Biology 342 Fall 2014
Emily Merfeld & Nicolette Tapia
The Mechanism of Camouflage
Visual, rather than tactile, cues are responsible for changes in color, texture, and pattern (Allen et al., 2009). These signals originate from highly light-sensitive and perceptive eyes (Messenger, 1981). The cuttlefish’s appearance changes depending on environmental light quality (e.g, frequency and amplitude), light direction (e.g., above or below), light contrast, and spatial scale (Marshall and Messenger, 1996; Mathger et al., 2006; Barbosa et al., 2007). The eyes of the cephalopods are sensitive to any orientation of polarized light through retinal irregularities (Tasaki and Karita, 1966) or specific eye movements (Shashar and Cronin, 1996). The detection of polarized light allows for a private communication channel between cuttlefish (Shashar et al., 1996).
While their perception of light contrast and quality is extremely detailed, cuttlefish are actually colorblind (Brown and Brown, 1958; Bellingham et al., 1998; Mathger et al., 2006). The mechanisms of camouflage in low-contrast, colorful environments remain to be elucidated (Mathger et al., 2005).
The dual action of chromatophores and structural reflector cells reflect light in a large variety of ways, giving the cuttlefish a large repertoire of optical effects (Williams, 1909; Schafer, 1937; Cloney and Brocco, 1983; Messenger, 2001). The chromatophore is a small, pigmented organ surrounded by radial muscles. The color of chromatophores is controlled by rapid contraction and relaxation (see Figure 1 and video below) of radial muscles (Florey, 1969), and the proportion of expanded chromatophores determines the color of the cuttlefish. When chromatophores expand to create a dark spot, the surrounding skin pales. This is associated with decreased firing in the nerve that stimulates the surrounding area, suggesting an inhibitory relationship between the spot and the surrounding area. Artificially innervating the nerve that correlates to the dark region does not cause paling, suggesting that this inhibitory relationship is centrally controlled (Miyan et al., 1986).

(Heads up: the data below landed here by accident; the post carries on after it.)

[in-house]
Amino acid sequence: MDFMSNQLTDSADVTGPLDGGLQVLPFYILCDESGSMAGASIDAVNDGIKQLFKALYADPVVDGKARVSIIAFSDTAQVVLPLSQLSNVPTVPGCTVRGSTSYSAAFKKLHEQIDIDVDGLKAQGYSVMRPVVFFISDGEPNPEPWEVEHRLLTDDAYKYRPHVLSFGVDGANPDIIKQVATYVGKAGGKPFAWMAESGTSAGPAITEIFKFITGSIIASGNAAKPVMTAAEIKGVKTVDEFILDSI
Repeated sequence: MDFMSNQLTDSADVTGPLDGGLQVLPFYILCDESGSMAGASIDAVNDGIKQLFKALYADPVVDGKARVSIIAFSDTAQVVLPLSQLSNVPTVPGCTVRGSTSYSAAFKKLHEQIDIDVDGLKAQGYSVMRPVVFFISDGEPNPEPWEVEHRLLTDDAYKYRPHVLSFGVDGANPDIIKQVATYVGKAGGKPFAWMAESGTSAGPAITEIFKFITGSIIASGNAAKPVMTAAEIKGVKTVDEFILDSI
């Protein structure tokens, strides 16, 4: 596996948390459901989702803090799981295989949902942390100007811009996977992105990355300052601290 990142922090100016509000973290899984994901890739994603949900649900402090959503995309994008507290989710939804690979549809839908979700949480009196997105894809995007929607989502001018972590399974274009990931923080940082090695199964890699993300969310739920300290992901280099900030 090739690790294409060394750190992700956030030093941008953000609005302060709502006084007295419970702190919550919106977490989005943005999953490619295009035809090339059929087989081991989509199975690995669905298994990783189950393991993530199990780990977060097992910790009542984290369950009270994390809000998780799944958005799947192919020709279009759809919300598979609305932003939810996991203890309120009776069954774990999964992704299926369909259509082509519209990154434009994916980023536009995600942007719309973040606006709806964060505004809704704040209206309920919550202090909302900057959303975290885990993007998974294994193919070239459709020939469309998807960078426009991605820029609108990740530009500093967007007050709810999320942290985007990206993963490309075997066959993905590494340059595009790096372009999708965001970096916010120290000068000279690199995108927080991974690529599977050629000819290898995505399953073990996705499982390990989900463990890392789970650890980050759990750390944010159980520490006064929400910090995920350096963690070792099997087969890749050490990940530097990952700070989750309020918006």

See chromatophores in action. Video from Deravi et al., Royal Society Interface journal supplements.
Figure 1. Punctated and expanded chromatophores, controlled by the contraction and relaxation of radial muscles. Images courtesy of Lydia Mathger.
Color change is regulated by neural, rather than hormonal signals (Boycott, 1953, 1961). Specifically, visual information is interpreted in the optic lobes, peduncle lobes, lateral basal lobes, and eventually the chromatophore lobes (Figure 2; Messenger, 2001). Radial muscles are innervated directly by the brain and alter chromatophore size in less than one second (Hill and Solandt, 1935), providing the cuttlefish with rapid camouflage that may adapt quickly to new environments.
Figure 2. Simplified schematic of neural control of body patterning in cephalopods. The optic lobe, peduncle lobe, lateral basal lobe, and anterior and posterior chromatophore lobes are of particular importance, as represented by their size. Image from Messenger et al., 2001 and based on data from Young (1971), Camm (1986), and Messenger.
Selective expression of chromatophores allows for pattern formations, such as stripes and spots, to match the environment (Hanlon, 1982; Mathger and Hanlon, 2007). Patterns are typically grouped into three categories: uniform, mottle, and disruptive (Figure 3). Uniform patterns are characterized by their low contrast variation, mottle patterns by their homogenous, grainy contrast variation, and disruptive patterns by their large, heterogeneous blotches (Barbosa et al., 2007). A variety of environmental variables, including size, contrast, and configuration of stimuli is factored into the expression of each pattern (Barbosa et al., 2007; Chiao et al., 2010; Hanlon and Messenger, 1988; Shohet et al., 2006).
Figure 3. The three major camouflage patterns: uniform, mottle, and disruptive. Image courtesy of Roger Hanlon.
Papillae on the skin’s surface, which take a variety of sizes, shapes, and colorations, account for the range of skin texture from smooth to spiky (Hanlon and Messenger, 1998; Hanlon, 2007). Hydrostatic muscular control allows the relatively elastic dermis to stimulate muscle fibers, which in turn erect the papillae. When they contract, dermal erector muscles push the papillae up from the skin’s surface and to a point (Allen et al., 2013). Thus the papillae takes shape by either lying smoothly on the skin’s surface or extending away from it (Figure 4), depending on environmental conditions such as substrate (Figure 5).
Figure 4. From left to right: Smooth skin, partially expressed papillae, and strongly expressed papillae Image from Allen et al., 2009.
Figure 5. Small dorsal papillae expressed for each substrate type. Not shown are various expression levels for major lateral mantle papillae and major lateral eye papillae. Image from Allen et al., 2009.